The New Your City Commission on Human Rights has released new guidelines indicating that the targeting of people because of their hair or hairstyle, at work, school or in public places, will be considered racial discrimination.
The law will apply to everyone but is particularly aimed at remedying the disparate treatment of black people. In particular, the new guidelines specifically state that it is the right of New Yorkers to maintain their “natural hair, treated or untreated hairstyles such as locs, cornrows, twists, braids, Bantu knots, fades, Afros, and/or the right to keep hair in an uncut or untrimmed state.”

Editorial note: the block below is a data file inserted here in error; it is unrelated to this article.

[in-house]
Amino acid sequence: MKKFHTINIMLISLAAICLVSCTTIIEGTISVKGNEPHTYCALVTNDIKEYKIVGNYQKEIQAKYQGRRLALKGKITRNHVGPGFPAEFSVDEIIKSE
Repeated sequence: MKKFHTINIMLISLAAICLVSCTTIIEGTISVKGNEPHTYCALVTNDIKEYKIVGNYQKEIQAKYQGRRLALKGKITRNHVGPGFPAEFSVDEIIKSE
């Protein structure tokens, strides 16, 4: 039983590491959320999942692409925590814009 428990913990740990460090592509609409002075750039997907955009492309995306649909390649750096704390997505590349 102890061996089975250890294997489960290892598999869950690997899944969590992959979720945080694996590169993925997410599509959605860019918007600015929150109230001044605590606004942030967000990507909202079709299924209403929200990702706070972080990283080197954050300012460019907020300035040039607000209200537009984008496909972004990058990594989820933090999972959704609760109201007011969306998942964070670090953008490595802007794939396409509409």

These new guidelines will give legal recourse to individuals who are harassed, threatened, punished, demoted, or fired because of the texture or style of their hair. The city can levy up to $250,000 in penalties on a company found to be in violation, and there is no cap on civil damages that can be awarded to the victim. The NYCCHR can also force internal policy changes and rehirings.
These guidelines are believed to be the first of their kind to specifically address and protect hairstyle. Under federal law, there is no legal precedent to protect against discrimination based on hair.
If you believe you have been the victim of race discrimination, harassment, or retaliation, please consider contacting the lawyers at the Bullman Law Firm. We represent workers, not employers. Our number is (503) 987-5000. There is no charge for your call.